Throughout the play, Shakespeare sometimes ends a scene with a rhyming couplet. The sound of the two lines together signals the listening audience to an end of a thought or scene when heard together. If you skim through the play you will find several other examples for this technique. The first clear example of this is the end of Act 1 Scene 3 when Hamlet says, "Foul deeds will rise, / Though all the earth's o'erwhelm them, to men's eyes." Another example is Act 2 Scene 2 when Hamlet sums up his new-hatched plan, saying, "The play's the thing / Wherein I'll catch the conscious of the King."
In both of the these examples, and even in the example of the previous post, it is clear that Hamlet is providing a conclusion to his thoughts that come before these last lines. When reading and listening to blank verse (unryhmed iambic pentameter) the ear is perhaps aware of the rhythm of the lines, but there is a distinct lack of rhyme, so there rhymed lines usually stand out from the rest.
Couplets are used throughout the play, and put in the mouths of many characters. As noted by the Encyclopedia Britannica, a couplet is
"a pair of end-rhymed lines of verse that are self-contained in grammatical structure and meaning."
Each line may itself be a self-contained phrase, in which case we say the couplet is end- stopped. Alternately, the sense of the first line may be incomplete, in which case the couplet displays enjambment. Usually you can recognize these types of couplets because there is no punctuation setting off the end of the first line.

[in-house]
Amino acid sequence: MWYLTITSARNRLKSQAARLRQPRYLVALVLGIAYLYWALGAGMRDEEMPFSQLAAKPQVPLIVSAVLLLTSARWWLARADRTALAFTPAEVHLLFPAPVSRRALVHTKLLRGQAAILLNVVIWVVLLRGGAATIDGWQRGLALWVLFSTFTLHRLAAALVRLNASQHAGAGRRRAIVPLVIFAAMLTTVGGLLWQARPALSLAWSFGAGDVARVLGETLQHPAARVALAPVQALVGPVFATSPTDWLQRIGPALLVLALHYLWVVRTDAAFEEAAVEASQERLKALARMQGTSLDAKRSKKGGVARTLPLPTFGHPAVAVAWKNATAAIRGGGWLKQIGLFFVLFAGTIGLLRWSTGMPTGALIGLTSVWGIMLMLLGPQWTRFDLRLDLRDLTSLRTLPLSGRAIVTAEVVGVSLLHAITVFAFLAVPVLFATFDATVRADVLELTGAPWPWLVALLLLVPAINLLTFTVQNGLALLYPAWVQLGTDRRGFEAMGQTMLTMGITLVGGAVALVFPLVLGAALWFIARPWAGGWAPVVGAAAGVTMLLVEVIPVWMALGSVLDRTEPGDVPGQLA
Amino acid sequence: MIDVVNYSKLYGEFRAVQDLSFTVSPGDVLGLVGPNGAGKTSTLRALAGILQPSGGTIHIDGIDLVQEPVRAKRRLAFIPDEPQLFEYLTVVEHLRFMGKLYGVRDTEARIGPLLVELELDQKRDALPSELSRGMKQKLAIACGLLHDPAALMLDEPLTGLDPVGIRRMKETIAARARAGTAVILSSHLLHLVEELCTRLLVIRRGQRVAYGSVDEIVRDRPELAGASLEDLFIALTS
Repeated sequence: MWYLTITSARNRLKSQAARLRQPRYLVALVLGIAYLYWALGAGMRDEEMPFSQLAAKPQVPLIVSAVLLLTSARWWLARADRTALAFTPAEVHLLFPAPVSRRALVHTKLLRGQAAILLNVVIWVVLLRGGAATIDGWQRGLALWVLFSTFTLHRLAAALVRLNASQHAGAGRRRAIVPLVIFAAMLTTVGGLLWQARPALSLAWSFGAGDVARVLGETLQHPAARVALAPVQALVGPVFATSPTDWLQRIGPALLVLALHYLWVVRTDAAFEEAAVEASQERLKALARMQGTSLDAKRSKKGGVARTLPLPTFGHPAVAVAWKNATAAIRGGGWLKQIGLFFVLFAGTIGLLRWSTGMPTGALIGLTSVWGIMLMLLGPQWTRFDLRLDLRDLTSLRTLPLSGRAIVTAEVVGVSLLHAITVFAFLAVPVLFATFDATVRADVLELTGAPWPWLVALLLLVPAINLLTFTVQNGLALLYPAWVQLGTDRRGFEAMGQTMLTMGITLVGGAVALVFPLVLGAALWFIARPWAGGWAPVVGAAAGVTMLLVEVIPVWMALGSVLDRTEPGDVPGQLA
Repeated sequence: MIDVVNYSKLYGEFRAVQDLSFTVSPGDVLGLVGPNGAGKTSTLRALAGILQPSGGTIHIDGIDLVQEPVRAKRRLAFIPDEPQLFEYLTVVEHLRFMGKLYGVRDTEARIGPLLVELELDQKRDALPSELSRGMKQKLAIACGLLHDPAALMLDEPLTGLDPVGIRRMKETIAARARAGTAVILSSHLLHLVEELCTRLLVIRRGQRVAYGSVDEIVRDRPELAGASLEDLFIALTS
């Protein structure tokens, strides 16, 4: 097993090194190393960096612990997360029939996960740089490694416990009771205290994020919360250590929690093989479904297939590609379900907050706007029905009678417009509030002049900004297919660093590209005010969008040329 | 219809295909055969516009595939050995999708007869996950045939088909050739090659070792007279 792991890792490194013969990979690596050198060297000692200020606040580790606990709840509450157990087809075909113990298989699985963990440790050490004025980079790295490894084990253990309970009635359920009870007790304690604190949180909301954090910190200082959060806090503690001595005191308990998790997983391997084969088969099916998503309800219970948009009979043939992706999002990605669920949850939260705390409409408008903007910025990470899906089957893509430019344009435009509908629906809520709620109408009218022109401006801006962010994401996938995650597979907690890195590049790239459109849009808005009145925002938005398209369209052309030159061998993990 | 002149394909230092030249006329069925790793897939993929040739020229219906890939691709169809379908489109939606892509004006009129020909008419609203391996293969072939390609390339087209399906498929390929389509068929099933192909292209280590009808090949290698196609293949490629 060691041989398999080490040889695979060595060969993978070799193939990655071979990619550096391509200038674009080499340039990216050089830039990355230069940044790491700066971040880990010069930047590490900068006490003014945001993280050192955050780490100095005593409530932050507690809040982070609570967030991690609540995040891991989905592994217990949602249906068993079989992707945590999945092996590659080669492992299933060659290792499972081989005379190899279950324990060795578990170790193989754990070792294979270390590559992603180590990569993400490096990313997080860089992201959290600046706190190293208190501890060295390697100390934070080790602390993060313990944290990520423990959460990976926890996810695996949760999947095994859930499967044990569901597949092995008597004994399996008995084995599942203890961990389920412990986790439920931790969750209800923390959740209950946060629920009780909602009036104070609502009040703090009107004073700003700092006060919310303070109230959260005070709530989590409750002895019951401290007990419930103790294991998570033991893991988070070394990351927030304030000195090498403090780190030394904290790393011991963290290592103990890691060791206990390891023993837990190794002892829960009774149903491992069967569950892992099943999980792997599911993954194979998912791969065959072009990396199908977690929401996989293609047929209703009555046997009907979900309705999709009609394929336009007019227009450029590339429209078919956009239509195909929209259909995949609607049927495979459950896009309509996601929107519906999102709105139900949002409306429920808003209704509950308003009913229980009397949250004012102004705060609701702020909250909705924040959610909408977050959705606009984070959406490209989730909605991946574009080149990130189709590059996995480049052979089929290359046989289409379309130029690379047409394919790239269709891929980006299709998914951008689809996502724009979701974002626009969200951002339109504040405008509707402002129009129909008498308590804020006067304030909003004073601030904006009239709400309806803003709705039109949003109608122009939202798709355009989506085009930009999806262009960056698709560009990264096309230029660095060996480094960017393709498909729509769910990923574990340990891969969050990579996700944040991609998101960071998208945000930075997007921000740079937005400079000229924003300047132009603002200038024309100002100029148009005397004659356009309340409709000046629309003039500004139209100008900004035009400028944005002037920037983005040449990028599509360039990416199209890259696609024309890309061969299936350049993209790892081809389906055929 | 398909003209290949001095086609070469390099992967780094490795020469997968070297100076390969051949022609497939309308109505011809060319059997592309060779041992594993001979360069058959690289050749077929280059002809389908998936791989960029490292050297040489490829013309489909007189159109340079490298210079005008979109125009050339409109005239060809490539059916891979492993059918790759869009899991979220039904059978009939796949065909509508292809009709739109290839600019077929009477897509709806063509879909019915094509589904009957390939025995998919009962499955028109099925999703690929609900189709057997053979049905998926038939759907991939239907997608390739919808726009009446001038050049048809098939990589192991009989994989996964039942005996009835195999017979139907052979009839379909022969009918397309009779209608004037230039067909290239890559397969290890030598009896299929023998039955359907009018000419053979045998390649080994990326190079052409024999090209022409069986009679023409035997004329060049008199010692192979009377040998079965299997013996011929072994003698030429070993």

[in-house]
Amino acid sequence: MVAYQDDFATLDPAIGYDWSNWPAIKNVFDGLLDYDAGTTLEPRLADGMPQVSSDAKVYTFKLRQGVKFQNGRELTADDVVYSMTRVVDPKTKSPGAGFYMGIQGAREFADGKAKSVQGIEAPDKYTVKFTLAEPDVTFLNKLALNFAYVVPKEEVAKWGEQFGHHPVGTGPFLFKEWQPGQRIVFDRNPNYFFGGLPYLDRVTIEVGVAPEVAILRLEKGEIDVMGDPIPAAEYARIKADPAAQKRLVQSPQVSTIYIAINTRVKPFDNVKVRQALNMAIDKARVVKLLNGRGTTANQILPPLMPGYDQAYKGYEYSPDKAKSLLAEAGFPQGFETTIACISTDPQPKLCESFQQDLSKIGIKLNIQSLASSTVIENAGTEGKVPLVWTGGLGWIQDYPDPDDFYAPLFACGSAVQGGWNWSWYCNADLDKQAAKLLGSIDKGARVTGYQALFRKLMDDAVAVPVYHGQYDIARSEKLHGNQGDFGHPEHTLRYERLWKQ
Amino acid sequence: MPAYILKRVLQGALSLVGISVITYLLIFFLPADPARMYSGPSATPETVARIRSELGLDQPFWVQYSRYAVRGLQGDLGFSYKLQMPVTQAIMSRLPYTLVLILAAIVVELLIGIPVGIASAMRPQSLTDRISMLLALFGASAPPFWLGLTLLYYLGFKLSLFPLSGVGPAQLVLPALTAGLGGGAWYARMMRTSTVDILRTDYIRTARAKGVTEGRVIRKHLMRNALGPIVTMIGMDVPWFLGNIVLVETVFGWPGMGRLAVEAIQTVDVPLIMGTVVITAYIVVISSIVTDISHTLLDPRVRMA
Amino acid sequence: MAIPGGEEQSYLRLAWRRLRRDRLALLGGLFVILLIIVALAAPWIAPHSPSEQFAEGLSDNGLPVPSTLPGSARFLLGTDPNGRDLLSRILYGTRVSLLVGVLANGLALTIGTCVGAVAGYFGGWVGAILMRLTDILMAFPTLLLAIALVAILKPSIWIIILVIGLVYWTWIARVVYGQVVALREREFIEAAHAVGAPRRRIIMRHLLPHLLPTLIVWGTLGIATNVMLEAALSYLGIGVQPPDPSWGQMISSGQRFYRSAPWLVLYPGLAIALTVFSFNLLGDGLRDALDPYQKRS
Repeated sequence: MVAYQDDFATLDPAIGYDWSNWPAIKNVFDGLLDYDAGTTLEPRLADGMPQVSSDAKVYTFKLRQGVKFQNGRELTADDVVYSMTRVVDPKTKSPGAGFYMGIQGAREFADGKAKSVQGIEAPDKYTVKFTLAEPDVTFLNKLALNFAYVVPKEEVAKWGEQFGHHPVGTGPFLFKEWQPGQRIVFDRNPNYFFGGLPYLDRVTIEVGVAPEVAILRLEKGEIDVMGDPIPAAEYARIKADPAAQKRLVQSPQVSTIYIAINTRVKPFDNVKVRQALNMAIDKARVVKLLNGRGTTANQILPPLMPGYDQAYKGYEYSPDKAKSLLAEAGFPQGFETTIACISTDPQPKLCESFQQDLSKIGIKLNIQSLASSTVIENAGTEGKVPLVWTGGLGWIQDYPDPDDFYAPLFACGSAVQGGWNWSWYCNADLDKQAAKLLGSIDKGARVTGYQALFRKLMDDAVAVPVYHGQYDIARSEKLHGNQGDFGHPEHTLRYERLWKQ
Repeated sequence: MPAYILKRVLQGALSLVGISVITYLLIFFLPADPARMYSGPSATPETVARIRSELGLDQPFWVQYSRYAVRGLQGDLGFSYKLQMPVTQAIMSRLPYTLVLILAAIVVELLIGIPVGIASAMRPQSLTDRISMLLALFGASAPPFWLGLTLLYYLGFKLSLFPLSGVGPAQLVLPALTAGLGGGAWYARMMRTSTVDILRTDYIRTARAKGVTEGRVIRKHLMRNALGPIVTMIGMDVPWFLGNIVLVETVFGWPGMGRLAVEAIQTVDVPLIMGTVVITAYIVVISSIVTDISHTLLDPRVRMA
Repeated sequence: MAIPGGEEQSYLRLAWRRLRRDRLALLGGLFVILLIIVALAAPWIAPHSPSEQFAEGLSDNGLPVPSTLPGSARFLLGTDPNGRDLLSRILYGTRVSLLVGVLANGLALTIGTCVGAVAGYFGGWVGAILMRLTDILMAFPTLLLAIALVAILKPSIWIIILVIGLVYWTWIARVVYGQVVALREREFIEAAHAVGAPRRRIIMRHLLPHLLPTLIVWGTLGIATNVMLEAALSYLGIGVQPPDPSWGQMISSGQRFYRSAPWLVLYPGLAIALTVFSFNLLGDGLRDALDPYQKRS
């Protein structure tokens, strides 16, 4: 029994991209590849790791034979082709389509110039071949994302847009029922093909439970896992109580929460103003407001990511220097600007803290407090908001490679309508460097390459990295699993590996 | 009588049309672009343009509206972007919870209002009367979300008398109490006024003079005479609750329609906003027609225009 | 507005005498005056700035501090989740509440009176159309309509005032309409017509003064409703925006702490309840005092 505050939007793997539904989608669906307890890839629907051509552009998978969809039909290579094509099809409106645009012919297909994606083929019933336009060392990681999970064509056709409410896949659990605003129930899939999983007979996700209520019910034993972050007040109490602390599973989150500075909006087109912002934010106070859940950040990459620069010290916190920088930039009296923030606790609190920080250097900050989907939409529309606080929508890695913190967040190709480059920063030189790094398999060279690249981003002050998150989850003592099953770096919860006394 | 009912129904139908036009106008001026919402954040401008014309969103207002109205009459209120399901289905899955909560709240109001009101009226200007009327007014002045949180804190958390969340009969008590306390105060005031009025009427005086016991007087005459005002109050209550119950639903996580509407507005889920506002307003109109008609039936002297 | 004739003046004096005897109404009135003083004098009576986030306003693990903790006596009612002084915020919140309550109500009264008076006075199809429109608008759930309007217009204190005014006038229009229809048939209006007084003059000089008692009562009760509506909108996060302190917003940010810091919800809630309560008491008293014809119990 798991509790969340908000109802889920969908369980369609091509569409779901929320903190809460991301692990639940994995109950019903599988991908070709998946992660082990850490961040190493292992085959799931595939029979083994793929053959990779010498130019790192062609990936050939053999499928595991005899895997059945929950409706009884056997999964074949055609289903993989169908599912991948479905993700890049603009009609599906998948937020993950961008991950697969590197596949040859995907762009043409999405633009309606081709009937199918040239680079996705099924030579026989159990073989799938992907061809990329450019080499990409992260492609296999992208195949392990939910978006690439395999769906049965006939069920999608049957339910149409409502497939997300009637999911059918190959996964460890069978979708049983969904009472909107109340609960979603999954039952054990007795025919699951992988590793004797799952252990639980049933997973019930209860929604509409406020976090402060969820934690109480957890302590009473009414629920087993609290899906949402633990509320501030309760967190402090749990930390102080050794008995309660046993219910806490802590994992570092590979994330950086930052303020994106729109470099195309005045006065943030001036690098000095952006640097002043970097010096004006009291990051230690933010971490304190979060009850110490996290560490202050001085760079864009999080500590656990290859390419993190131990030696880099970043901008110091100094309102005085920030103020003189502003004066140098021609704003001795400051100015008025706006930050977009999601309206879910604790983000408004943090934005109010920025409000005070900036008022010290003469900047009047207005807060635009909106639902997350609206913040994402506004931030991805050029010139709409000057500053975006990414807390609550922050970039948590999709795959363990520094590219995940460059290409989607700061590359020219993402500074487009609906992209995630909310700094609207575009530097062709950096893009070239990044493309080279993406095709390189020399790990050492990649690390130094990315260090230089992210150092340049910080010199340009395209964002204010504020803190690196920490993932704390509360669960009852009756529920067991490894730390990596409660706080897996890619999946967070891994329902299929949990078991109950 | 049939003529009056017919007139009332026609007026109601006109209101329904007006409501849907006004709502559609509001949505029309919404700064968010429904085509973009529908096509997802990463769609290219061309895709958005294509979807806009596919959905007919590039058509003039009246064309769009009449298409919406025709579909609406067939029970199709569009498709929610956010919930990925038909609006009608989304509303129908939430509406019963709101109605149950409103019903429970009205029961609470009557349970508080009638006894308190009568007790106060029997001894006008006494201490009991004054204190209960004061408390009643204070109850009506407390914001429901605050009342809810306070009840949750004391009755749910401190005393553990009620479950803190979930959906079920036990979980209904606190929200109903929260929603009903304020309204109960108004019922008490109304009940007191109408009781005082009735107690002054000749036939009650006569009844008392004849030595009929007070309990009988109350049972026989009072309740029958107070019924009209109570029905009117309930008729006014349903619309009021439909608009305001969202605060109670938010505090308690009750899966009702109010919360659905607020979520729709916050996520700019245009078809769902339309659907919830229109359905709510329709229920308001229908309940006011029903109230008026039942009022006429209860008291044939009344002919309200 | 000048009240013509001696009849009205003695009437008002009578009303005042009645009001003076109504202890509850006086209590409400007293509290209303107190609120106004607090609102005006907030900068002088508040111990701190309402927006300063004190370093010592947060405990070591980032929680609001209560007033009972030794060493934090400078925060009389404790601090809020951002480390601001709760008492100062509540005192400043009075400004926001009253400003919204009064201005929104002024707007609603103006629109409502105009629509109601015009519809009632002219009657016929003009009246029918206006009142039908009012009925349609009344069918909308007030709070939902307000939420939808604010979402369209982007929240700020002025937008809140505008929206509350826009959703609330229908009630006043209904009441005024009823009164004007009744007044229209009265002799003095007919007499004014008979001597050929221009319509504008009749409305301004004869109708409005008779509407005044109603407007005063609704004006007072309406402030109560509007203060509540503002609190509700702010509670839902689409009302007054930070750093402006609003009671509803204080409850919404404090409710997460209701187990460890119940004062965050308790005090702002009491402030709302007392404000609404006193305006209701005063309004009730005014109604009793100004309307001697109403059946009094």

We can find both types of couplet in Hamlet. A good example of enjambment is a couplet mentioned by another answerer:
More relative than this: the play 's the thing
Wherein I'll catch the conscience of the king.
Another example is this couplet from Ophelia (Act III, Scene 1)
Take these again; for to the noble mind
Rich gifts wax poor when givers prove unkind.
An example of an end-stopped couplet is this from Claudius at the end of Act IV, Scene 3:
And thou must cure me: till I know 'tis done,
Howe'er my haps, my joys were ne'er begun.
Shakespeare often ends a scene with a couplet. As noted by another answerer, he frequently uses couplets to end a thought. But while they serve as markers of finality, they have other functions too. For instance, phrasing a thought in couplet form makes it appear more weighty, pithy, or astute.
Moreover, the structure of the couplet allows the playwright to give special emphasis to words and concepts that might otherwise get short shrift in a more natural, everyway sentence structure.
The "play is the thing" couplet is an example of this. It's common in everyday speech for the subject of the utterance ("I") to play a leading role in the sentence, so Hamlet might have expressed his through with the more conventional structure, "I'll catch the conscience of the king in the play." But Shakespeare's restructuring plays down the "I" and gives emphasis to the play and the king.
Finally, I'd like to point out that the reader needs to consider the original pronunciation of Shakespeare's plays in order to appreciate the rhymes of some couplets.
For instance, during the performance of the "Mouse-trap" (Act III, Scene II), the actor playing the king says:
I do believe you think what now you speak;
But what we do determine oft we break.
For many readers today, the end words of this couplet don't appear to rhyme. But according to linguist David Crystal, actors would have pronounced these words so that they rhymed:
"Rhymes with cheek, break, and deck show that speak had a variety of pronunciations at the time."
First off, in easy to remember terms, a couplet is two rhyming lines of poetry in a row.
There are several couplets in Hamlet. For instance, the final couplets in Hamlets speeches are pretty significant in that they define how he thinks.
Below is just one example.
"The time is out of joint. O cursed spite/That ever I was born to set it right!! (1/5/190)"